In Change, Leaders

“If you start to think the problem is ‘out there,’ stop yourself. That thought is the problem. – Stephen Covey

One of the best parts of my career is having the opportunity to listen to leaders of all kinds of businesses talk about what they’re doing, what they’re thinking, what they think the future will be like, etc. They’re all dealing with similar issues, but they each have their own take on how to handle it. It’s an incredible educational experience.

Unfortunately, one of the worst parts of my career is having the opportunity to listen to leaders of all kinds of businesses shirk responsibility for what goes on in their organizations. Not that they ever actually say that’s what they’re doing. I don’t think most of them are even aware they’re doing it. It’s simply implied, and it often centers around one key area – People.

I’ve lost track of how many conversations I’ve had with leaders that included something about how the behavior of their people isn’t what they want, or it’s not enough of what they want, or sometimes that it’s even outright destructive. They don’t follow company policy or procedure, they don’t take initiative, they just kind of do what they want, etc. And this has been going on for a long time. And the leader is incredibly frustrated.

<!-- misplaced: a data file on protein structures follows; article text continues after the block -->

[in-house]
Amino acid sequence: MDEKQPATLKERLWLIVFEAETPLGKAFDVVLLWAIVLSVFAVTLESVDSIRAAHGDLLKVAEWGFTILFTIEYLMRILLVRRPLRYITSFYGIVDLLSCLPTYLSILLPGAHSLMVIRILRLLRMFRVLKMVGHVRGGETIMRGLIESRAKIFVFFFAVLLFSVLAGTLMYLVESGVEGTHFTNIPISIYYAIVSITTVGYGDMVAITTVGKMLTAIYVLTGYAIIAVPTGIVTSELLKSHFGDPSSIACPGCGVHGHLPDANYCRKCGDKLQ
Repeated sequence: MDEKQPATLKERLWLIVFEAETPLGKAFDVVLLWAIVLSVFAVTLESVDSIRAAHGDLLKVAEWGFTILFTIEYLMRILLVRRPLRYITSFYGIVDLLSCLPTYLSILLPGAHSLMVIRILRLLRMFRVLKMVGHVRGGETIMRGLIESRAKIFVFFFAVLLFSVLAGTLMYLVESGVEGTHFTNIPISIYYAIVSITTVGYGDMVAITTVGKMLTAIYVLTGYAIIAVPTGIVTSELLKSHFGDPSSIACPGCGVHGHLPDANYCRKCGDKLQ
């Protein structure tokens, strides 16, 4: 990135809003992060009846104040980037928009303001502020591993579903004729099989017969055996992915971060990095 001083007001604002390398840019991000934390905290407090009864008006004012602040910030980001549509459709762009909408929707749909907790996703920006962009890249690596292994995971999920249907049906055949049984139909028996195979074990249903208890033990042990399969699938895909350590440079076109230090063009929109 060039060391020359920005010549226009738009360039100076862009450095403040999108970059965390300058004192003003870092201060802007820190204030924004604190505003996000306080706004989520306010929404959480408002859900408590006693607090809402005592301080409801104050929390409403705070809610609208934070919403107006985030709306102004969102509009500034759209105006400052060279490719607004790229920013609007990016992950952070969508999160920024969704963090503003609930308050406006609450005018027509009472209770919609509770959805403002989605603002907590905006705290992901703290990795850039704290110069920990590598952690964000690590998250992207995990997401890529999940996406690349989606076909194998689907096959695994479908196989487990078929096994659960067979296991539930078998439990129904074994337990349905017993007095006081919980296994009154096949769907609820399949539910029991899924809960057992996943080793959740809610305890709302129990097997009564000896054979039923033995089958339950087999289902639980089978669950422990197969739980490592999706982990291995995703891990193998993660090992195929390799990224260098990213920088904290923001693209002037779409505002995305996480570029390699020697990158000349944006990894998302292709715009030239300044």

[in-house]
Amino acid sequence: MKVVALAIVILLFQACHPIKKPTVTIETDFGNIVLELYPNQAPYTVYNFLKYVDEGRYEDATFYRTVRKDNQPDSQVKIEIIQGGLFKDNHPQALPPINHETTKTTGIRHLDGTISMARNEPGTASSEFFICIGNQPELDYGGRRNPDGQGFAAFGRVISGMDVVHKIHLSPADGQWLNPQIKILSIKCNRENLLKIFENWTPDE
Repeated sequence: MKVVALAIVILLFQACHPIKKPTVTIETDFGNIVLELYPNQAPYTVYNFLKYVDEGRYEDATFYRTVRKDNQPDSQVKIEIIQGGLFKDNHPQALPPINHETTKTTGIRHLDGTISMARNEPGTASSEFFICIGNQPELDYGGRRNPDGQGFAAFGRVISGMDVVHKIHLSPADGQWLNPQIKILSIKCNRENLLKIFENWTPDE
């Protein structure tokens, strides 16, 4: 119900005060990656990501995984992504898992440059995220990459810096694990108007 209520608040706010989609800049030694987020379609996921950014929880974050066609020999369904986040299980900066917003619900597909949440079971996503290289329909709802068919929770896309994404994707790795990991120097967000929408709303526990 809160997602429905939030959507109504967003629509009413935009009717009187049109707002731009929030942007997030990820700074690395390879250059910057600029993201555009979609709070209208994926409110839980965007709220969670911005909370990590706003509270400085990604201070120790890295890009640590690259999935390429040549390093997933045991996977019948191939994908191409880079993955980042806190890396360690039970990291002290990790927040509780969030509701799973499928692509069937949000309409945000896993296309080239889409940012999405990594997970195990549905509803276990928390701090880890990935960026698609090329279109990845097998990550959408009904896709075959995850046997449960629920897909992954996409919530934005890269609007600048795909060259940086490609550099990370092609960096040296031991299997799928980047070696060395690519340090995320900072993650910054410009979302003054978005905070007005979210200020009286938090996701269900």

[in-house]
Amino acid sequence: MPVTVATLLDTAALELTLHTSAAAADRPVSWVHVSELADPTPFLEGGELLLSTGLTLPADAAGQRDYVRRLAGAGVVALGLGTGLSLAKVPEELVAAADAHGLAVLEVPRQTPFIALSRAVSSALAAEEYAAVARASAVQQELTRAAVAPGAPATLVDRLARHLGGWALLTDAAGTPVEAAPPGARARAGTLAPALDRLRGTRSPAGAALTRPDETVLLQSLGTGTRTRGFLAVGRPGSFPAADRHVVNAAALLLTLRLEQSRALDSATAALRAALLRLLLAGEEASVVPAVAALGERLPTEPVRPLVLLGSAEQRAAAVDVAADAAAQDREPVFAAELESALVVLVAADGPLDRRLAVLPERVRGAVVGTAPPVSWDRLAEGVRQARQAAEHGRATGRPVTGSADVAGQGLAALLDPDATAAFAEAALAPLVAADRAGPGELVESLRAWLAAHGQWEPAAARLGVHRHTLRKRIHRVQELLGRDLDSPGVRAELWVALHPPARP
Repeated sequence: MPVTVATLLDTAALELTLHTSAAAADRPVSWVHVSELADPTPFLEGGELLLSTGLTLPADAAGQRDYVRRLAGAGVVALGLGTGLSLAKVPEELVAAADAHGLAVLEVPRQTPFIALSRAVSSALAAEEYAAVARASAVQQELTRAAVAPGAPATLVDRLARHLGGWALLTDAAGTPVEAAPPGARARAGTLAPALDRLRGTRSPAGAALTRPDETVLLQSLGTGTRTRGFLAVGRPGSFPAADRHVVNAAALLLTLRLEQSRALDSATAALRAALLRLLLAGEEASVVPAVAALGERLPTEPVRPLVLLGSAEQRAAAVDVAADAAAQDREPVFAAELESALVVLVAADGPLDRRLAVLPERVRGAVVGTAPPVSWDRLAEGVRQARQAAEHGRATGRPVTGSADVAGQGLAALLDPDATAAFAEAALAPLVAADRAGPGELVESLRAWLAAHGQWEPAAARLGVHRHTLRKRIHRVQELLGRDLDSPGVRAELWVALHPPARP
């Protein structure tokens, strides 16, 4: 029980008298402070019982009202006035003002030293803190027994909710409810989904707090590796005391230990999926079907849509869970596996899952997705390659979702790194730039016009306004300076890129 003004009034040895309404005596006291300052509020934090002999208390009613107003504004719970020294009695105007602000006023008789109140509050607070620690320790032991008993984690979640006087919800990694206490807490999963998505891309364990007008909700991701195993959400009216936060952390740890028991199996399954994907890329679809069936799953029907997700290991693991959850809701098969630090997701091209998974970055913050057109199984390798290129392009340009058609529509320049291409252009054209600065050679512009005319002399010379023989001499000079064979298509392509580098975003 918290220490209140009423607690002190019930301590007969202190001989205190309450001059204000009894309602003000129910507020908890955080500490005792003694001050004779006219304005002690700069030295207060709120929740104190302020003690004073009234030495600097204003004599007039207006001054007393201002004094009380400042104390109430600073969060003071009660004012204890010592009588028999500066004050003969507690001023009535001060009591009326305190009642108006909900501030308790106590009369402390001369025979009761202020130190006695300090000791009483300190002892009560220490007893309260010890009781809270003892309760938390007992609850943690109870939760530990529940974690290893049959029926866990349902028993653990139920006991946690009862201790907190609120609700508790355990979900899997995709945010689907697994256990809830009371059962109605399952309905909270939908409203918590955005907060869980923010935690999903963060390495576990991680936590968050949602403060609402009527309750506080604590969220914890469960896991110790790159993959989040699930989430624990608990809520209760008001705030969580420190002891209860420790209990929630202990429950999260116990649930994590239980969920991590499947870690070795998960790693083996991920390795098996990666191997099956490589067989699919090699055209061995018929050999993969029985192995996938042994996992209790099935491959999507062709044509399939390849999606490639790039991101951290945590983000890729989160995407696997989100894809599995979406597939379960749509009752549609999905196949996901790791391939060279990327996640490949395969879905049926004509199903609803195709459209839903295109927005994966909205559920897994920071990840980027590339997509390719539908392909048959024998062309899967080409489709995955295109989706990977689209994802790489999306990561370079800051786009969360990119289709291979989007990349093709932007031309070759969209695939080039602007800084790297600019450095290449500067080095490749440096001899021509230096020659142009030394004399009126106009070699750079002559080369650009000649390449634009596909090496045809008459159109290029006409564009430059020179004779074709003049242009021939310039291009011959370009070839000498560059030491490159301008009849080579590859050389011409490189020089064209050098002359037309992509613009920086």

And over the years my response has become essentially this: Of course that’s what they’re doing. You’ve allowed them to do that for years. There is rarely any positive result if they do well, and there is rarely any negative result when they do poorly. If I’m an employee, and regardless of what I do the outcome is the same, then like any other human being I’m going to do whatever I want and/or as little as possible.

That’s your fault, leaders. You are responsible for the behavior of your people. No, you won’t ever have a group that’s perfect. But the reality is that bad behavior that’s gone on for a long time has gone on because you allowed it to go on. You might have a lot of great reasons (excuses?) for why that’s the case, but the fact remains that you’ve known about the behavior and didn’t stop it.

So when you evaluating your people, or thinking about the future, don’t let yourself off the hook. If your people don’t perform and you do nothing about it, then don’t complain when it continues. If your people perform exceptionally well and they have nothing to show for it, then don’t complain when it stops. You are the leader. Their behavior is up to you. So go do your job.

leader running up stairs

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